Reinstatement: You pay the loan servicer the entire past-due amount, plus any late fees or penalties, by a date you both agree to. This option may be appropriate if your problem paying your mortgage is temporary.

Repayment plan: Your servicer gives you a fixed amount of time to repay the amount you are behind by adding a portion of what is past due to your regular payment. This option may be appropriate if you’ve missed only a small number of payments.

Forbearance: Your mortgage payments are reduced or suspended for a period you and your servicer agree to. At the end of that time, you resume making your regular payments as well as a lump sum payment or additional partial payments for a number of months to bring the loan current. Forbearance may be an option if your income is reduced temporarily (for example, you are on disability leave from a job, and you expect to go back to your full time position shortly). Forbearance isn’t going to help you if you’re in a home you can’t afford.

Loan modification: You and your loan servicer agree to permanently change one or more of the terms of the mortgage contract to make your payments more manageable for you. Modifications can include lowering the interest rate, extending the term of the loan, or adding missed payments to the loan balance. A loan modification may be necessary if you are facing a long-term reduction in your income.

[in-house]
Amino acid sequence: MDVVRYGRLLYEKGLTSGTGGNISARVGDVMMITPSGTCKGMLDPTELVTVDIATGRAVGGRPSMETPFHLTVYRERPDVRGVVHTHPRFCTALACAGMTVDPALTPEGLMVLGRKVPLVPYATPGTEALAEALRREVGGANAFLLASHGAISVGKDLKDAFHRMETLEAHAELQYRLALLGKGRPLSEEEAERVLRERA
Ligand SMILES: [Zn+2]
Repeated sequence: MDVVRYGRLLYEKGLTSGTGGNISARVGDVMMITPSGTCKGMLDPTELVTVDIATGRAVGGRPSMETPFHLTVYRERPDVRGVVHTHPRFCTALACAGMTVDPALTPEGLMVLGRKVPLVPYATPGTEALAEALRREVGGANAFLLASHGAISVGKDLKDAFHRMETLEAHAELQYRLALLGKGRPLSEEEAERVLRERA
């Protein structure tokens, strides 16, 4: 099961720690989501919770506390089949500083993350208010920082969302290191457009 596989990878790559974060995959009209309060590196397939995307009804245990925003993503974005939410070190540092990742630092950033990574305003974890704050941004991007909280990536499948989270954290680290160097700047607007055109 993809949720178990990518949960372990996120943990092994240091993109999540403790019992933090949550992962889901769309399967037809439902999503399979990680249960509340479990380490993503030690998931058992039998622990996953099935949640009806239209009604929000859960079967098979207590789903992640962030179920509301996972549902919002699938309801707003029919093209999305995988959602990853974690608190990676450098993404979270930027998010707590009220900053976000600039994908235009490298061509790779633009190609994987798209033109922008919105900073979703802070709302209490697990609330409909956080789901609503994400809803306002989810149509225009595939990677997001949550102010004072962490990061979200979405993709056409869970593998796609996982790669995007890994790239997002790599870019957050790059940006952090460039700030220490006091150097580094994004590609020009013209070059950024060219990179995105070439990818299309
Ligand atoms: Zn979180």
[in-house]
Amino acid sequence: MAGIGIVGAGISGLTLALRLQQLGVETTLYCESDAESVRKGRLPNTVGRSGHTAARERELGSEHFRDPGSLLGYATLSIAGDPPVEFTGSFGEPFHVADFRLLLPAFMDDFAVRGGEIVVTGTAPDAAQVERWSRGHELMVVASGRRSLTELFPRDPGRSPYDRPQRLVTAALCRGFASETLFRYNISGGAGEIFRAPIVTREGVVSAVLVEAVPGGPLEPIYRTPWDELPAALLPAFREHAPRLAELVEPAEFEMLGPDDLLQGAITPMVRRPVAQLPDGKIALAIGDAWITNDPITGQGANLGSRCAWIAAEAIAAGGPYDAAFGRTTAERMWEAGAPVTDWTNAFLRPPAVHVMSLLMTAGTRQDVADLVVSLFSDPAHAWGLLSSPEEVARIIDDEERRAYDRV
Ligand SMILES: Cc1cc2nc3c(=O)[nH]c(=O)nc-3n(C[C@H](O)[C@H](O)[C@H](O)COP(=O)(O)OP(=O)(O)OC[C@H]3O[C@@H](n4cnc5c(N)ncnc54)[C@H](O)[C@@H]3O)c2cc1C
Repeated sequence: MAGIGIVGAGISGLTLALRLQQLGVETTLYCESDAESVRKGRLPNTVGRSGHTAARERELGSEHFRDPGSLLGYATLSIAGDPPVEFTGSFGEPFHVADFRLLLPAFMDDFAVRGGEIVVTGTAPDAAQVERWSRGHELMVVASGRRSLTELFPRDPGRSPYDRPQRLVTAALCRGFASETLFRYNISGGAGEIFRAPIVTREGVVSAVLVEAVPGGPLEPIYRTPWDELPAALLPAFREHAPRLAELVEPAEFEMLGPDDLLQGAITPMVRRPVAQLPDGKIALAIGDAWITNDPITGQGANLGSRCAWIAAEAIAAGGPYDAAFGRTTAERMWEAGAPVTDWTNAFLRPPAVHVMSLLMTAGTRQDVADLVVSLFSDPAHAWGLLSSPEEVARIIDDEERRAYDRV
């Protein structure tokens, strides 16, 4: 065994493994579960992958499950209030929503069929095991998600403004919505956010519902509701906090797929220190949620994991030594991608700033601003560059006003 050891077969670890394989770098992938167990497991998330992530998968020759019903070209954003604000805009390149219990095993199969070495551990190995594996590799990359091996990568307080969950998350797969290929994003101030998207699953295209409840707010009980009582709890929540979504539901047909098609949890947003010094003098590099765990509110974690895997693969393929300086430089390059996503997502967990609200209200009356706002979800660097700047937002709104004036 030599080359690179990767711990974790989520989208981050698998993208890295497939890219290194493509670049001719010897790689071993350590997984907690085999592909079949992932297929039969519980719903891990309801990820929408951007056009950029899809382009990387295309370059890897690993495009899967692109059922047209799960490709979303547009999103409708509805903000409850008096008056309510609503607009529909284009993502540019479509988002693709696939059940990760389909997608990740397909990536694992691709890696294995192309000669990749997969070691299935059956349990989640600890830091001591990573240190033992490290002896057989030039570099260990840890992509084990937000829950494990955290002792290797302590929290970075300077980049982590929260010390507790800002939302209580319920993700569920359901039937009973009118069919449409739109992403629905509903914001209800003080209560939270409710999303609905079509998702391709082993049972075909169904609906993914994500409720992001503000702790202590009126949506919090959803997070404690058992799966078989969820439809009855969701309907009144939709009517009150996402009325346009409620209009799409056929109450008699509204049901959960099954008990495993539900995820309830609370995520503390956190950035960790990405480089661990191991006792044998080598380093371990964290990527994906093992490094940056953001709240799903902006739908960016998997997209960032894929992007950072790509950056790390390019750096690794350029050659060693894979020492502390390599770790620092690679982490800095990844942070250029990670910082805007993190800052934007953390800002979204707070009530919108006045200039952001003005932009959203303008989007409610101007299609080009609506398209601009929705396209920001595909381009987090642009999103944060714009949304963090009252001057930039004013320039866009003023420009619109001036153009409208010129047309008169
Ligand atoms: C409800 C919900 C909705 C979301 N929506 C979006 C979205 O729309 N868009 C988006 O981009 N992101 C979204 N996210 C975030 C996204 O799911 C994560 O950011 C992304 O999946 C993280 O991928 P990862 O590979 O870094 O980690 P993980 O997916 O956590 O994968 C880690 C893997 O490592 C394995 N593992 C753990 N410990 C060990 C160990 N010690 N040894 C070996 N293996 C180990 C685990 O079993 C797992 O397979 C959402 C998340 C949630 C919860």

Before you ask for forbearance or a loan modification, be prepared to show that you are making a good-faith effort to pay your mortgage. For example, if you can show that you’ve reduced other expenses, your loan servicer may be more likely to negotiate with you.

Selling your home: Depending on the real estate market in your area, selling your home may provide the funds you need to pay off your current mortgage debt in full.

Bankruptcy: Personal bankruptcy generally is considered the debt management option of last resort because the results are long-lasting and far-reaching. A bankruptcy stays on your credit report for 10 years, and can make it difficult to obtain credit, buy another home, get life insurance, or sometimes, even get a job. Still, it is a legal procedure that can offer a fresh start for people who can’t satisfy their debts.